Southlake Cinema 8

6795 Green Industrial Way,
Morrow, GA 30260

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Additional Info

Previously operated by: Georgia Theatre Company, United Artists Theater Circuit Inc.

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Southlake Cinema 8

Opened on April 12, 1985. The Southlake Cinema 8 is the clone of the Shannon 8 in Union City, Georgia. Both were opened around the same time by Georgia Theatre Company and both were later acquired by the now defunct United Artist Theatres. Nothing really remarkable about either theatre save for the fact they were considered state of the art during their early years of operation. It was closed in 2000.

Contributed by Jack Coursey

Recent comments (view all 11 comments)

JesseBrantley on November 24, 2006 at 7:28 pm

Actually this venue stayed open for a while after Southlake Pavilion opened. As a matter of fact, it out bid Southlake Pavilion for “Titanic.” At first it was a nice place to see movies but after a while people began misbehaving during the movies.

Jedireject on June 2, 2008 at 3:57 am

I worked at this theatre from 1993 until 1998 when I moved over to the Gwinnett District Office United Artists Theatre.

My time there was some of the absolute best times in a job ever. Great friends and a great place to work, though it could not keep up with the changing times.

United Artists Theatres corporate lived in the past. They could not comprehend the changing times coming with the advent of stadium seating and full digital houses. I was an assistant manager there most of my time and we sent several proposals to corporate for new site locations only to be told there was no market for a new theatre there. Ironically one of the locations would later be chosen by AMC to build a flagship 24 screen location.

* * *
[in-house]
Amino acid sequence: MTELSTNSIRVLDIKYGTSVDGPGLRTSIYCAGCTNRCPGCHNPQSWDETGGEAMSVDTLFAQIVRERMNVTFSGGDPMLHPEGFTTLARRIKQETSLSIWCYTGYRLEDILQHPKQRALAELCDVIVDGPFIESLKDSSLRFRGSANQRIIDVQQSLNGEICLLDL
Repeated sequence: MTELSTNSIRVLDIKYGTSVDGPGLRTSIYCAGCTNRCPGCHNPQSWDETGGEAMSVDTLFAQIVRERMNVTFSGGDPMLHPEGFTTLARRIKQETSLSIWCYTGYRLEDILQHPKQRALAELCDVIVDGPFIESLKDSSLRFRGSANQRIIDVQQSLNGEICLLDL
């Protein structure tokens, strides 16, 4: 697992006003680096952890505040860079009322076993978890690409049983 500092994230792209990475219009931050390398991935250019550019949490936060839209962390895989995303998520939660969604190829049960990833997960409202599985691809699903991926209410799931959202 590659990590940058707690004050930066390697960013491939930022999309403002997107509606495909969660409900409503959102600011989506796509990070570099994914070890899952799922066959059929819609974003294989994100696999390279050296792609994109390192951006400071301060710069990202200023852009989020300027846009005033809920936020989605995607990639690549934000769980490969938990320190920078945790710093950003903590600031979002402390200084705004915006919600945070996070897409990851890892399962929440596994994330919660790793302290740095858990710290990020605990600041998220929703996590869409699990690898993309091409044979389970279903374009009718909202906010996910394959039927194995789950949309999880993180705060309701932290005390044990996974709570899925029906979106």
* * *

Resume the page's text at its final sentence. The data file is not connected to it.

Cinemas 8 was one of the only existing “self-serve” theatres at the time anywhere that I knew of. You entered into a large enclosed area and picked up your popcorn bucket and cup and filled as you liked. It gave you full control how much butter to put on your corn.

Course, that was a huge pain to clean up after a rush. People are messy. Corn was popped from behind and a series of augers were used to pour the corn out into buckets.

There were 8 screens. When I started only two were Dolby. We added two more later on.

Screen 1 – Mono sound, small house (80 seats?)
Screen 2 – Mono sound, medium house (100+ seats?)
Screen 3 – Stereo, medium/large house (200+ seats?)
Screen 4 – Dolby Stereo, Silver Screen, large house (300 seats?)
Screen 5 – Dolby Stereo, DTS Sound, 35/70mm, large house (300 seats?)
Screen 6 – Stereo, medium/large house (200+ seats?)
Screen 7 – Mono sound, medium house (100+ seats?)
Screen 8 – Mono sound, small house (80 seats?)

Sadly, the area went down hill while I was there and we ended up getting robbed on three different occasions. I was robbed at gun point once myself. The theatre now sits closed and boarded up. I’d love to get back in there for a memory tour. Several of us still keep in touch from time to time.

I wonder if that rolling popper stand is still behind screen 5?

Mike Rogers
Mike Rogers on July 11, 2010 at 11:32 pm

I can’t believe they used the paging system during a film.Call employees off break,Your lights are on.What idiot ran the place.Oh I forgot it was Georgia Theatre that explains it.

rivest266 on April 13, 2018 at 9:28 pm

This opened as a GTC theatre on April 12th, 1985. Grand opening ad found and posted in the photo section.

rivest266 on April 16, 2018 at 9:01 am

and closed in 2000

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